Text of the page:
Much of Tennessee’s football tradition goes back to Gen. Robert Neyland, one of the game’s greatest coaches.
And you can’t mention Neyland without bringing up his seven “Game Maxims,” which, based on UT’s recent seasons, are easier remembered than executed.
The Vols wouldn’t have lost seven games in each of the past three seasons if they had followed Neyland’s seven game maxims, which provide an outline for winning football.
One reads: “The team that makes the fewest mistakes will win.”
Another: “Protect our kicker, our QB, our lead and our ballgame.”
Simple? You bet. And they’re as valid now as they were when Neyland first presented them.
But as the Vols open preseason practice this week, they shouldn’t limit themselves to the General’s maxims in their pursuit of improvement.
Another sure way to improve: Adhere to the “Eight Don’ts of Sal Sunseri.”
Like the General, Sunseri needs no introduction to UT fans.
In 2012, his one and only season as Tennessee’s defensive coordinator, his unit produced staggering statistics that — in the best of all Big Orange Worlds — will never be surpassed.
It was one failed chase scene after another. In fact, my dog had a better chance of catching a car than UT’s secondary did of overhauling an opponent from behind. And he’s 13 years old.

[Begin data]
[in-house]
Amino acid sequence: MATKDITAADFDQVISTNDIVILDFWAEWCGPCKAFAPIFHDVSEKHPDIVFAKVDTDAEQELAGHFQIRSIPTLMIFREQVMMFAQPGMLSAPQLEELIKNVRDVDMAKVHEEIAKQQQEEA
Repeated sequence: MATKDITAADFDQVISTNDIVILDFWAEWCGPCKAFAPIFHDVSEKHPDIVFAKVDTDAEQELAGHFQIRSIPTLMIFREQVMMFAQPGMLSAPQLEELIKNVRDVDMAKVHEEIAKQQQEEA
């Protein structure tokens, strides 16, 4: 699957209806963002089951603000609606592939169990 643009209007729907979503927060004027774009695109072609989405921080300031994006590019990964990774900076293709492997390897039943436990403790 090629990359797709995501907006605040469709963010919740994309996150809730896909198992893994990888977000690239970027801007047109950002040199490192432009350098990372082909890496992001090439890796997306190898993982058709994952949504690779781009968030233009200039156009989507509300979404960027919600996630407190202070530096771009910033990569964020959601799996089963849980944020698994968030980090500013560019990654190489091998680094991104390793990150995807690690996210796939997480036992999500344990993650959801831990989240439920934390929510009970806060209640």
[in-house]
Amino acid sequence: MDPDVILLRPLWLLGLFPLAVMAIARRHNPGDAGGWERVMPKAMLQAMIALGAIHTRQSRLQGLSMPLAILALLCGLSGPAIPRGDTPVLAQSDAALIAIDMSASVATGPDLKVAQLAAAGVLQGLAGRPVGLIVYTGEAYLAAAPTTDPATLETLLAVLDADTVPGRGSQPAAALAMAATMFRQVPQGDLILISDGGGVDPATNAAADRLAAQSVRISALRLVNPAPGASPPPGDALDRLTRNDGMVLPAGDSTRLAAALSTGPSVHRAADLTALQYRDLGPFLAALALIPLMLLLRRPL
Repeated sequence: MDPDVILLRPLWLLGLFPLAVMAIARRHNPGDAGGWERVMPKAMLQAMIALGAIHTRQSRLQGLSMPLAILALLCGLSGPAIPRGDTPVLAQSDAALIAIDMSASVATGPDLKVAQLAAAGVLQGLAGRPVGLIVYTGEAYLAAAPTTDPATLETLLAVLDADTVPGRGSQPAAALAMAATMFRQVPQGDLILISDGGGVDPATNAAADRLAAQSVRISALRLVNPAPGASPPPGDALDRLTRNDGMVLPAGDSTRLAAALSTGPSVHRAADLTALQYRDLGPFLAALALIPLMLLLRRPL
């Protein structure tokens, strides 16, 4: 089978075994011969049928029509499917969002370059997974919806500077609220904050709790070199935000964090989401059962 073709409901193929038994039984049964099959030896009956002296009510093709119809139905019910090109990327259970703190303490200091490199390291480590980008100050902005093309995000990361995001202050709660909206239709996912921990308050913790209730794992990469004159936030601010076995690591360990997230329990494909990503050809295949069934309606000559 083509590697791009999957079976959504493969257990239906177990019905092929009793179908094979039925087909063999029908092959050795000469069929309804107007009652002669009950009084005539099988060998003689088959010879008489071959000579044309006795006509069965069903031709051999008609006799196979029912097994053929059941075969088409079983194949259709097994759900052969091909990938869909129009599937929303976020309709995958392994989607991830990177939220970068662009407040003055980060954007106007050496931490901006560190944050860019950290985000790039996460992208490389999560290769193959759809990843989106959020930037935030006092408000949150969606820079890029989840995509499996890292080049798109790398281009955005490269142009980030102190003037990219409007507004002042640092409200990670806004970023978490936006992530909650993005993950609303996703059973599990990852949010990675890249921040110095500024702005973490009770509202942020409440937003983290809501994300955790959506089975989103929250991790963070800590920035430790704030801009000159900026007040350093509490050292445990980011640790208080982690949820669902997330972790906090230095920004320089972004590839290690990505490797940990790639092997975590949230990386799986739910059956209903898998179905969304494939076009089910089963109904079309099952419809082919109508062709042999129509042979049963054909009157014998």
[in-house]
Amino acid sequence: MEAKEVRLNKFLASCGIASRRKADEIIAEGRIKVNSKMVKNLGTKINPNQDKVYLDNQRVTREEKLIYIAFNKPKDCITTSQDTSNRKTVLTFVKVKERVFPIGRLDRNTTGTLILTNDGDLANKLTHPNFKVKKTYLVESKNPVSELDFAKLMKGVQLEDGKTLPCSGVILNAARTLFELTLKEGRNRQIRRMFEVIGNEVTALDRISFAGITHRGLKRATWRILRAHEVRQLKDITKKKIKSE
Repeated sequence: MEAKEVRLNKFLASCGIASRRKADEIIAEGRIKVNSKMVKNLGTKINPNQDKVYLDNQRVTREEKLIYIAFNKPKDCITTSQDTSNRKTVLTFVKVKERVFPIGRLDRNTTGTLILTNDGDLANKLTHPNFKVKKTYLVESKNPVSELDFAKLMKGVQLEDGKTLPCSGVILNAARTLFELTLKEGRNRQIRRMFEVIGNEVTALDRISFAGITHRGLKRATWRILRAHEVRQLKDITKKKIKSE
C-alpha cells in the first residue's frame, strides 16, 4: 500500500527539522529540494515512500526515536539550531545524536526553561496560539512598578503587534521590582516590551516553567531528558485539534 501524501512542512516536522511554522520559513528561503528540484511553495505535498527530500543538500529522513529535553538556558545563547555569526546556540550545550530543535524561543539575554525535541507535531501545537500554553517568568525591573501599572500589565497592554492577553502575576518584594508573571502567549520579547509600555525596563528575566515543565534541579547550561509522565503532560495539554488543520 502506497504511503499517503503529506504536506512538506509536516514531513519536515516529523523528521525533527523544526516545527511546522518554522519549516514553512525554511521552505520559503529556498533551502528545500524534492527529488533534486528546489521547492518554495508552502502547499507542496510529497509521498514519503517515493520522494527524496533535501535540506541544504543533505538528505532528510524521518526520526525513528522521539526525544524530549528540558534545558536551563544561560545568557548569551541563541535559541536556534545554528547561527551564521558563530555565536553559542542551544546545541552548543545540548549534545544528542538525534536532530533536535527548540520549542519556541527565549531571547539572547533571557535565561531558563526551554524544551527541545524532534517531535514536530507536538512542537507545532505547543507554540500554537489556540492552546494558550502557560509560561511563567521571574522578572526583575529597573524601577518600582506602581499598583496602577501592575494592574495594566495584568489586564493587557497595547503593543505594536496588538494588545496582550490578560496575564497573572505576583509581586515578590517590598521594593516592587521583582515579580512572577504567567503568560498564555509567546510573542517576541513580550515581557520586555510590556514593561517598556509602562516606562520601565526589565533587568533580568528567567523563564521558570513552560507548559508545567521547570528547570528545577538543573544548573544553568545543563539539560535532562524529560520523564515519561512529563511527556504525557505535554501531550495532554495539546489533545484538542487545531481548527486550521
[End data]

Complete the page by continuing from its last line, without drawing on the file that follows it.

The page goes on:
The cumulative damages under Sunseri: 471.3 yards allowed per game, 43 scores on 47 penetrations inside the UT red zone, and 35.7 points given up per game.
Remembering such statistics is the best way to avoid them.
Hence, the “Eight Don’ts of Sal Sunseri:”
1. Don’t allow Florida’s fullback to average better than 25 yards every time he touches the ball.
Last season, Trey Burton had three carries for 91 yards and two catches for 38 yards.
2. Don’t give up more than four touchdowns to Georgia’s tailbacks.
Last season, Todd Gurley scored three and Keith Marshall had two.
3. Don’t allow Alabama’s best receiver to gain more than 161 yards.
Last season, Amari Cooper had seven catches for 162 yards.
4. Don’t let more than one South Carolina receiver to gain more than 100 yards.
Last season, Justin Cunningham had 108 yards and Bruce Ellington had 101.
5. Don’t allow a Sun Belt Conference opponent to gain more than 720 yards in Neyland Stadium.
Last season, Troy had 721 yards.
6. Don’t allow a Missouri running back to almost get his per-game rushing average on one play.
Last season, Kendial Lawrence had a 77-yard run against the Vols. That was only eight yards less than his per-game average.
7. Don’t let a pedestrian Kentucky quarterback complete more than 28 passes.
Although the Vols beat the Wildcats by 20 points last season, they still gave up 29 completions to Jalen Whitlow.
8. Don’t allow Vanderbilt’s best player to average 20 yards per play.
Last season, wide receiver Jordan Matthews gained 162 yards on seven pass receptions and one run.